A year later, the Great North-Eastern Earthquake still isn’t over. I read the Asahi Shimbun newspaper and a handful of Japanese blogs every day; every day brings fresh news of the disaster. People are still unaccounted for, homes still in ruins, towns still uninhabitable. For many of those who lost relatives, friends and loved ones, their lives are in limbo. The process of healing and moving on can’t continue when you’re still in temporary accommodation, unable to return to your home and rebuild.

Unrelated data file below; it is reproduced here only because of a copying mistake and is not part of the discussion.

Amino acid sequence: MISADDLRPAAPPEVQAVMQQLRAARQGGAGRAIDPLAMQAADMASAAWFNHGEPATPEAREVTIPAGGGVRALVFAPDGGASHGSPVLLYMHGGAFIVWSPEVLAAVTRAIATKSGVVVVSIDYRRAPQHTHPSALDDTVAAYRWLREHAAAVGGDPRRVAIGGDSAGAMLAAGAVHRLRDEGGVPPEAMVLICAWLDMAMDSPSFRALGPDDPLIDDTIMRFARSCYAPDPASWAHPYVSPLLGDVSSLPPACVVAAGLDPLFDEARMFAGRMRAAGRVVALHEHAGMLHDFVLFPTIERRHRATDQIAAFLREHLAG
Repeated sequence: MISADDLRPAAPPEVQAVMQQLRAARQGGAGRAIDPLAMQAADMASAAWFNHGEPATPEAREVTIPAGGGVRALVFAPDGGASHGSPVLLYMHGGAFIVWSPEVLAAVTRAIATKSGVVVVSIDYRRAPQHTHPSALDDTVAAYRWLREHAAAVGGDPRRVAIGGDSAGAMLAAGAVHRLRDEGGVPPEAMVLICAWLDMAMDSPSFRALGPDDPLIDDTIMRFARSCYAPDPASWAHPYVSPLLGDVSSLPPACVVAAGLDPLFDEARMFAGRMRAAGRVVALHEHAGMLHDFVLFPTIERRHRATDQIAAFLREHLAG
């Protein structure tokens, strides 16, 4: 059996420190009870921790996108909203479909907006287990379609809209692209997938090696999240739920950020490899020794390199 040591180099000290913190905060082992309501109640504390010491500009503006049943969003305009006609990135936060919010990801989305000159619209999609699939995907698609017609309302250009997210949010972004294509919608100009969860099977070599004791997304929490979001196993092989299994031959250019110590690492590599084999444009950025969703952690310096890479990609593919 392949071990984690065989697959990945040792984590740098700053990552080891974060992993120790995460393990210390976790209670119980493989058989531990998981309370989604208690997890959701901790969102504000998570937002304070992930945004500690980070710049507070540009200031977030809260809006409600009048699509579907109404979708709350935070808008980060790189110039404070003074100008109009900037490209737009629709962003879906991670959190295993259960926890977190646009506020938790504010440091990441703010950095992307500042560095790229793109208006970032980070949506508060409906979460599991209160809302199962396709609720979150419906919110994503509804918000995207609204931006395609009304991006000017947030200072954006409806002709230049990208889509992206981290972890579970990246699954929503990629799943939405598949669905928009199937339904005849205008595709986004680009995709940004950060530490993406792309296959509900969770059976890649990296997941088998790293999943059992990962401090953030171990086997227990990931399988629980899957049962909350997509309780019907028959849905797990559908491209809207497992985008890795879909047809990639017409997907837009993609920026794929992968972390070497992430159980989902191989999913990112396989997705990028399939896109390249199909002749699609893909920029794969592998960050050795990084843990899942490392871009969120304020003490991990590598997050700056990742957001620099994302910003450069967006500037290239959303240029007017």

Fukushima, of course, still weighs heavily on the Japanese consciousness. Of the nation’s 54 nuclear reactors, only 2 are operating right now. Unless someone steps up to permit the re-activation of reactors, there will be none in operation when summer arrives, and Japan will face another hot summer of power rationing. That’s the immediate impact – the long-term effect could be even more powerful. Fukushima has changed Japan in ways we won’t understand for many years. It has finally upset the post-war contract between the Japanese people and the elites who rule them – a contract in which the people largely didn’t question their authorities, in return for which the authorities made Japan a great place to live for most people. That should have fallen apart 20 years ago, when it became clear that the government had no economic or social vision for the country’s future post-bubble, but inertia is a powerful force. Fukushima pulled back the covers, revealing incompetence and corruption on a staggering scale, and politicians so petty, stupid and unpleasant that they couldn’t even halt their bickering and point-scoring for a few short months to pull together for the sake of the disaster regions. This is nothing new – but this time the people of Japan were watching closely, and with mounting anger.